IAEA and FAO have been co-operating for years to study the effects of climate change on hydric resources and mountain soils. The results of these studies show that water supply for human consumption, hydroelectric energy, irrigation and industry depend on the conditions of the cryosphere (glaciers, permafrost and snow), and on patterns for sediment transportation (sediment dynamics).

Taking sediment cores from lake Paron (Huaraz, Peru, 2016) to better understand sediment redistribution in the highlands of the Peruvian Andes due to glacier retreat. (Photo: Autoridad Nacional del Agua, Peru)
Taking sediment cores from lake Paron (Huaraz, Peru, 2016) to better understand sediment redistribution in the highlands of the Peruvian Andes due to glacier retreat. (Photo: Autoridad Nacional del Agua, Peru)

The isotopic analysis of samples from different parts of the world makes it possible to preview future changes, so that local authorities can create the right adaptation strategies based on scientific  data.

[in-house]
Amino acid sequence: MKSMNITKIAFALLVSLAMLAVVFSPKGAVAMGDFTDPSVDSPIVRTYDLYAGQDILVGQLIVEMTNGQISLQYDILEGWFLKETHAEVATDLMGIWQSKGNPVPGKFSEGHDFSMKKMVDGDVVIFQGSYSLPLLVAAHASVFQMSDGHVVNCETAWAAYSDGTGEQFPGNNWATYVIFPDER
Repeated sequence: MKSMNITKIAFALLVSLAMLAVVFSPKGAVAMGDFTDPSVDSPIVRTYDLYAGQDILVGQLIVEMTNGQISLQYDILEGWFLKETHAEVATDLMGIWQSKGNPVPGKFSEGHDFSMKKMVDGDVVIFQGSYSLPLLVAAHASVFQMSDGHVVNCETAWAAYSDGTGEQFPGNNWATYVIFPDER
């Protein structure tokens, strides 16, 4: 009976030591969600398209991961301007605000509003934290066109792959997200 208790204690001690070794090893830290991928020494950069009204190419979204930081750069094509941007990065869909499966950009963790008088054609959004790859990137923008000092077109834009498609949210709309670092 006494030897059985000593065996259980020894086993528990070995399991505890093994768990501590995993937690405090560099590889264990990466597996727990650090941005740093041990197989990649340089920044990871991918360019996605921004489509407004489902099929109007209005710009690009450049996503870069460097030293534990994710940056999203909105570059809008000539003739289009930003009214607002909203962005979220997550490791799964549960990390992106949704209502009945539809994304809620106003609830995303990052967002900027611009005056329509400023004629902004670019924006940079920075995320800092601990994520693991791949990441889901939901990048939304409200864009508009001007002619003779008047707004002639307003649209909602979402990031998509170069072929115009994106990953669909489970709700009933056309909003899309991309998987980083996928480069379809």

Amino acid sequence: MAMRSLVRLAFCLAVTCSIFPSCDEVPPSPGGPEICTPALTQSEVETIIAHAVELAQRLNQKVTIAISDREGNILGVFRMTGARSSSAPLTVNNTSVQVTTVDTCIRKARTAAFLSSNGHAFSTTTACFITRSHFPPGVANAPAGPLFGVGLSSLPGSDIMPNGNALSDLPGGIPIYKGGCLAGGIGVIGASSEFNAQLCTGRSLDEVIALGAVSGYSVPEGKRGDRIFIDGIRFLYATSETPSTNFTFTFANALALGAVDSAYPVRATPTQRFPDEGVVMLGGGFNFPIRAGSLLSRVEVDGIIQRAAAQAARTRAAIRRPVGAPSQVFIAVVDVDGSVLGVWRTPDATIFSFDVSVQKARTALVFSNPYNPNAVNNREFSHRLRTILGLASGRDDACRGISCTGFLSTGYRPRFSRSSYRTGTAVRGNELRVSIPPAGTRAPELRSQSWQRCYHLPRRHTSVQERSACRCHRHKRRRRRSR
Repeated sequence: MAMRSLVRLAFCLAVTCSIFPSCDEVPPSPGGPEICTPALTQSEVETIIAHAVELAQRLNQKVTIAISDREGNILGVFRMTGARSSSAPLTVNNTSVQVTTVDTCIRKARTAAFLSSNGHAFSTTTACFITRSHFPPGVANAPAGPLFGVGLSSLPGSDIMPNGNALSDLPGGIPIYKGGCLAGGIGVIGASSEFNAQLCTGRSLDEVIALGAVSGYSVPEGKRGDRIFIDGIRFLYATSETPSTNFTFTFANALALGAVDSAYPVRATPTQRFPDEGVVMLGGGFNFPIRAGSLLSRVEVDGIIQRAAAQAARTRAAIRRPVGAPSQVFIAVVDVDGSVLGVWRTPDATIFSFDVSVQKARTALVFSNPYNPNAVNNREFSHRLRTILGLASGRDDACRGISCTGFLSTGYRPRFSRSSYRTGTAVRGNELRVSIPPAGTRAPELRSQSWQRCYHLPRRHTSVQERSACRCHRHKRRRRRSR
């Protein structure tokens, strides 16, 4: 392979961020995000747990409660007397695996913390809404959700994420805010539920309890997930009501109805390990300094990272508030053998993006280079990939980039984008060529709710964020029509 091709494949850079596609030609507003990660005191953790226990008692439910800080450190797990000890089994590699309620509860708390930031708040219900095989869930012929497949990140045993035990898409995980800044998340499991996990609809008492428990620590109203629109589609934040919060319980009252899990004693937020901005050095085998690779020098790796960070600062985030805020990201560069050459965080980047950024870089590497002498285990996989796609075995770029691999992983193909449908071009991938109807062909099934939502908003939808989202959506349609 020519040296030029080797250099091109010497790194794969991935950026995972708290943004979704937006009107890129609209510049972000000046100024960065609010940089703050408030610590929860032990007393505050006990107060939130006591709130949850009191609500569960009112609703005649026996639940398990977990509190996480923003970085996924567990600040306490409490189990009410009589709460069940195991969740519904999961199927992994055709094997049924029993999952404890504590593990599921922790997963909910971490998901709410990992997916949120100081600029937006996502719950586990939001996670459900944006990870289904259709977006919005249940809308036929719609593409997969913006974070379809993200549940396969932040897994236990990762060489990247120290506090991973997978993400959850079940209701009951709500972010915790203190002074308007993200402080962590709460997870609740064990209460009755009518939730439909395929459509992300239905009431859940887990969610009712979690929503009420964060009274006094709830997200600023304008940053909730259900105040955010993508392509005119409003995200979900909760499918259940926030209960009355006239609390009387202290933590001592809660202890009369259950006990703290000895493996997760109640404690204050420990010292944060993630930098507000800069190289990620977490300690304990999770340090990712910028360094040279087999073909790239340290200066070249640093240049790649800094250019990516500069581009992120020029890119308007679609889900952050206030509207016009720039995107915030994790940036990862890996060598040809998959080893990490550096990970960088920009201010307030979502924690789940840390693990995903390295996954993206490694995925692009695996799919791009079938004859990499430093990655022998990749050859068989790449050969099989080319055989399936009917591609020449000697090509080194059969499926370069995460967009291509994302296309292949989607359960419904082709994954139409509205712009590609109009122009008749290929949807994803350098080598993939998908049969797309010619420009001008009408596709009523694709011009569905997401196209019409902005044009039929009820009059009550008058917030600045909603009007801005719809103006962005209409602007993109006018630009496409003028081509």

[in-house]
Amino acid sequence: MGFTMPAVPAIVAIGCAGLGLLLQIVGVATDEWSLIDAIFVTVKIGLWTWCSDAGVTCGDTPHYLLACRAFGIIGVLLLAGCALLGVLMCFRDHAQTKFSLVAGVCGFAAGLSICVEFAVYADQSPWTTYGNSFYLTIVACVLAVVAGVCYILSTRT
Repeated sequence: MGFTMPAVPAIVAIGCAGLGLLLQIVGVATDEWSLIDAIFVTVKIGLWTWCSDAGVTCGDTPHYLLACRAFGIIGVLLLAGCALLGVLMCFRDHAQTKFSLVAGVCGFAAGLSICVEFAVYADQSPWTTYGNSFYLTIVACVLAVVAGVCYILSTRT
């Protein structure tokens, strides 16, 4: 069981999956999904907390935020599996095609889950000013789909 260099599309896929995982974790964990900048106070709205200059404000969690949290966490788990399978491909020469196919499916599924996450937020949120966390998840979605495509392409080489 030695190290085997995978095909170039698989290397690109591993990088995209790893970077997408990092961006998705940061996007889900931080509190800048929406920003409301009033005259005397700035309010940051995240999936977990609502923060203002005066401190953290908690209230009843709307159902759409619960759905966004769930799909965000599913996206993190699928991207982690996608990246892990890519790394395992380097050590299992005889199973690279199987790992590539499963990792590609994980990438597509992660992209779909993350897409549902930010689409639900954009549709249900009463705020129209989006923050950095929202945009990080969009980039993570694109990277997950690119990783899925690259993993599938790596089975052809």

The isotopic analysis of samples from different parts of the world makes it possible to preview future changes

Strenghtening the quality of the soil and biodiversity

The growing food demand has negative consequences on agricultural ecosystems, since intensive agricultural practices can deplete natural resources. With the IAEA’s technical cooperation program, farmers learn to optimize the use of fertilizers, grow their crops under drought conditions and fight plagues with no chemical products or reducing their use. The application of irradiation to create new crop varieties with a higher resistence to climate change and diseases also contributes to global food safety.

Philippe Nikiema, a researcher at Burkina Faso's Institute for the Environment and Agricultural Research explains his results on the new sorghum lines resistant to Striga to fellow colleagues at the Joint FAO/IAEA Plant Breeding and Genetics Laboratory in Seibersdorf, Austria. (Photo: A. Ghanim/IAEA)
Philippe Nikiema, a researcher at Burkina Faso's Institute for the Environment and Agricultural Research explains his results on the new sorghum lines resistant to Striga to fellow colleagues at the Joint FAO/IAEA Plant Breeding and Genetics Laboratory in Seibersdorf, Austria. (Photo: A. Ghanim/IAEA)